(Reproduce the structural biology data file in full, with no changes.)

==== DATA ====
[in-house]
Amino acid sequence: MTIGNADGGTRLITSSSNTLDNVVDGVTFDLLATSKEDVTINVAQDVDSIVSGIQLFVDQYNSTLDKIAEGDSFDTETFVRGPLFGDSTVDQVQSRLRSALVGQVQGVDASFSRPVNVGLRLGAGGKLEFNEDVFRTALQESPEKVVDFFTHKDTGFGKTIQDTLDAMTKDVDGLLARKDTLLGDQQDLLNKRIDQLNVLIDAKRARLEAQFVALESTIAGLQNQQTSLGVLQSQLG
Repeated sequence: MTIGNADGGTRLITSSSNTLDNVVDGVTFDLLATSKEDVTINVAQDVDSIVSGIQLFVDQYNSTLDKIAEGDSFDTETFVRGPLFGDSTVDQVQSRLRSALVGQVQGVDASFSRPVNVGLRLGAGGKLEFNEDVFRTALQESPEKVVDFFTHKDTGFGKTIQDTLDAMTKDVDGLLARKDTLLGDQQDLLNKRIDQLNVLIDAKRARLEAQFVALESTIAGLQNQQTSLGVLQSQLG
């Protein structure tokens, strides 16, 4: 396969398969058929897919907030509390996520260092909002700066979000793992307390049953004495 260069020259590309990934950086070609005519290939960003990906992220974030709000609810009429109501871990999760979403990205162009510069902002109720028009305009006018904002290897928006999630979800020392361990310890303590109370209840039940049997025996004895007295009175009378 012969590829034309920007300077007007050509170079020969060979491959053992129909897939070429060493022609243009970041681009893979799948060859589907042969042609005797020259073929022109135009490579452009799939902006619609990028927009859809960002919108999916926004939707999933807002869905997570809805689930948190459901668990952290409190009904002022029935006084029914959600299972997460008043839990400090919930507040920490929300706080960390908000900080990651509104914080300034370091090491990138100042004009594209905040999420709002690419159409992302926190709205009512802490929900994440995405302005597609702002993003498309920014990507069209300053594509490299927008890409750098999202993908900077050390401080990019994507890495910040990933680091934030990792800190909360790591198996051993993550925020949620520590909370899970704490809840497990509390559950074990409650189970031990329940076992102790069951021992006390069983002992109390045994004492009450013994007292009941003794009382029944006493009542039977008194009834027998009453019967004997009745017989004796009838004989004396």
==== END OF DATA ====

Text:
[in-house]
Amino acid sequence: MTIGNADGGTRLITSSSNTLDNVVDGVTFDLLATSKEDVTINVAQDVDSIVSGIQLFVDQYNSTLDKIAEGDSFDTETFVRGPLFGDSTVDQVQSRLRSALVGQVQGVDASFSRPVNVGLRLGAGGKLEFNEDVFRTALQESPEKVVDFFTHKDTGFGKTIQDTLDAMTKDVDGLLARKDTLLGDQQDLLNKRIDQLNVLIDAKRARLEAQFVALESTIAGLQNQQTSLGVLQSQLG
Repeated sequence: MTIGNADGGTRLITSSSNTLDNVVDGVTFDLLATSKEDVTINVAQDVDSIVSGIQLFVDQYNSTLDKIAEGDSFDTETFVRGPLFGDSTVDQVQSRLRSALVGQVQGVDASFSRPVNVGLRLGAGGKLEFNEDVFRTALQESPEKVVDFFTHKDTGFGKTIQDTLDAMTKDVDGLLARKDTLLGDQQDLLNKRIDQLNVLIDAKRARLEAQFVALESTIAGLQNQQTSLGVLQSQLG
């Protein structure tokens, strides 16, 4: 396969398969058929897919907030509390996520260092909002700066979000793992307390049953004495 260069020259590309990934950086070609005519290939960003990906992220974030709000609810009429109501871990999760979403990205162009510069902002109720028009305009006018904002290897928006999630979800020392361990310890303590109370209840039940049997025996004895007295009175009378 012969590829034309920007300077007007050509170079020969060979491959053992129909897939070429060493022609243009970041681009893979799948060859589907042969042609005797020259073929022109135009490579452009799939902006619609990028927009859809960002919108999916926004939707999933807002869905997570809805689930948190459901668990952290409190009904002022029935006084029914959600299972997460008043839990400090919930507040920490929300706080960390908000900080990651509104914080300034370091090491990138100042004009594209905040999420709002690419159409992302926190709205009512802490929900994440995405302005597609702002993003498309920014990507069209300053594509490299927008890409750098999202993908900077050390401080990019994507890495910040990933680091934030990792800190909360790591198996051993993550925020949620520590909370899970704490809840497990509390559950074990409650189970031990329940076992102790069951021992006390069983002992109390045994004492009450013994007292009941003794009382029944006493009542039977008194009834027998009453019967004997009745017989004796009838004989004396």